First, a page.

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Morris Plan Bank of New Haven v. Smith


January 28, 1942


Appeal from the District Court of the United States for the District of Connecticut.

Author: Chase

Before L. HAND, SWAN, and CHASE, Circuit Judges.

CHASE, Circuit Judge.

The plaintiff, a corporation organized under the laws of the State of Connecticut and at all pertinent times classified thereunder as an industrial bank, was taxed for the years 1936 and 1937 in accordance with the provisions of Sections 13 and 14 of the Revenue Act of 1936 relating to corporations, 26 U.S.C.A. Int. Rev. Acts, pages 822, 823. It paid the taxes so assessed and duly filed a claim for the refund of what it paid in excess of what it would have been assessed in accordance with the provisions of Sec. 104 of the above act, 26 U.S.C.A. Int. Rev. Acts, page 854, fixing a different rate of taxation for banks and trust companies as therein defined. The claim for refund was disallowed and this suit was brought to recover the amount so claimed. The District Court, holding that the plaintiff was not a bank within the definition of Sec. 104, entered judgment for the defendant and the plaintiff appealed.

The controlling facts are not in dispute. They show that the plaintiff, with its principal place of business at New Haven, Conn., did a business during the period here involved which consisted in substantial part in making loans and discounts and in receiving money in small payments for which it issued certificates of indebtedness in the principal sum of fifty dollars, or multiples thereof, to its customers who promised to pay in a designated sum each week. If it made a loan to one of such customers it took an assignment of its certificates of indebtedness issued to that borrower as collateral security for the loan. A substantial part of the plaintiff's business, moreover, consisted of the receipt of such weekly installment payments for which it issued its certificates of indebtedness which were not assigned as collateral security for loans. The holder of certificates not assigned was entitled to pay in more or less at a time than as provided in the certificate but if, in the aggregate, the payments fell below the amount agreed upon, the plaintiff could elect to take up the certificate and discharge its liability to the holder in full by returning the amount of the payments it had actually received. The holder could, before the certificate had been recalled, withdraw what he had paid in, in whole or in part at any time, subject to some limitations the plaintiff might impose including a thirty-day notice. Whenever a certificate was fully paid, it could be converted into an interest bearing obligation of the plaintiff with a retention by the holder of the same right of withdrawal. The business of the plaintiff was subject by law to the supervision of the state authority having supervision over banking institutions. It is conceded that it exercised no fiduciary powers similar to those permitted to national banks under section 11(k) of the Federal Reserve Act, 12 U.S.C.A. § 248(k).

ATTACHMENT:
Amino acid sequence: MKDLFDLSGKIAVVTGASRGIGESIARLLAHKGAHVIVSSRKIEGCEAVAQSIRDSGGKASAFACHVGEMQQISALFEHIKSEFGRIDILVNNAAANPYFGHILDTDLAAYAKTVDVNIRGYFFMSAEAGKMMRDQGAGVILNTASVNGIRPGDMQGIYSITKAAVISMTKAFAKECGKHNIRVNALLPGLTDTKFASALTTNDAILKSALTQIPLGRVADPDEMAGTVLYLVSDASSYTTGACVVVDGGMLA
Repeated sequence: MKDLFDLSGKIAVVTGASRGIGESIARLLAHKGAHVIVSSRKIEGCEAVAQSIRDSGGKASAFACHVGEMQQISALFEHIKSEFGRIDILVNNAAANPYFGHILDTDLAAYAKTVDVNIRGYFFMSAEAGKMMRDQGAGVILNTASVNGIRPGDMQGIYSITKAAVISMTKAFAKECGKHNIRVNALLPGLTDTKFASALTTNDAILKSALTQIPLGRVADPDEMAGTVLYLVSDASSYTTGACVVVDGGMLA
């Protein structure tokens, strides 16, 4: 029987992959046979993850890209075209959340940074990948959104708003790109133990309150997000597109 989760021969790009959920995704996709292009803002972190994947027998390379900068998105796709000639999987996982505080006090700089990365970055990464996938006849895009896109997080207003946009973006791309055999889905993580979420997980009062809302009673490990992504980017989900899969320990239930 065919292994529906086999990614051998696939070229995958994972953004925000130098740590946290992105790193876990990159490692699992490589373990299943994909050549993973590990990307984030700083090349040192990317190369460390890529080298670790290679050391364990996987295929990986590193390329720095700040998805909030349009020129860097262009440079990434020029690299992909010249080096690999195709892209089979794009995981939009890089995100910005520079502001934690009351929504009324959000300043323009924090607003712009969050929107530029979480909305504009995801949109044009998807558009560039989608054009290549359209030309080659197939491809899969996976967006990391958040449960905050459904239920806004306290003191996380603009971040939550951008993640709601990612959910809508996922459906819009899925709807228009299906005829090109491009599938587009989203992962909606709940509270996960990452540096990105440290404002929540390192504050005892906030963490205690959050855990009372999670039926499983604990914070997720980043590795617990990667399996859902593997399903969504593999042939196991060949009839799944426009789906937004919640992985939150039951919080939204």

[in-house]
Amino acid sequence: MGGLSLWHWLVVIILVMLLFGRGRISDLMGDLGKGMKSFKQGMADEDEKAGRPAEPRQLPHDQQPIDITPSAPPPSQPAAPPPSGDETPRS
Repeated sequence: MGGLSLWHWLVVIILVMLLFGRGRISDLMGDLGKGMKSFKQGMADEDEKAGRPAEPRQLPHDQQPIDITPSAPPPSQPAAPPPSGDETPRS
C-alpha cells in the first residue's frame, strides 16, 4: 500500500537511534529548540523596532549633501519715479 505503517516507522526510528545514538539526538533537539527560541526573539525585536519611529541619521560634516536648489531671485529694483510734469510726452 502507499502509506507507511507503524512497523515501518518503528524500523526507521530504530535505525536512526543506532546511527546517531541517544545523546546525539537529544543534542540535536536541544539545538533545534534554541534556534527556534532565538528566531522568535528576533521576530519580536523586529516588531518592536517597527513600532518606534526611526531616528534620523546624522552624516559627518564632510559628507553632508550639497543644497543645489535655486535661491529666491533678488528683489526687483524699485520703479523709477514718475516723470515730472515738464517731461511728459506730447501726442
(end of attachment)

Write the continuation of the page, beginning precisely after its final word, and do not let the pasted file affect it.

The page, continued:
Sec. 104(a) of the Revenue Act of 1936 which establishes the rate of tax which the plaintiff contends should have been applied in the assessments for the years involved defines a "bank" to which those rates shall be applied as follows: "Definition. As used in this section the term 'bank' means a bank or trust company incorporated and doing business under the laws of the United States (including laws relating to the District of Columbia), of any State, or of any Territory, a substantial part of the business of which consists of receiving deposits and making loans and discounts, or of exercising fiduciary powers similar to those permitted to national banks under section 11(k) of the Federal Reserve Act, as amended, and which is subject by law to supervision and examination by State or Federal authority having supervision over banking institutions."

The plaintiff was, during the years in question, plainly enough a bank as above defined if a substantial part of its business consisted of receiving deposits, for in other essential respects it admittedly fell within the definition. Nor was there any question but that a substantial part of its business consisted in the receipt of installment payments for which it issued the above described certificates of indebtedness which were never assigned to it as collateral security for loans. If the receipt of these payments was the receipt of deposits, therefore, the plaintiff was a bank as defined.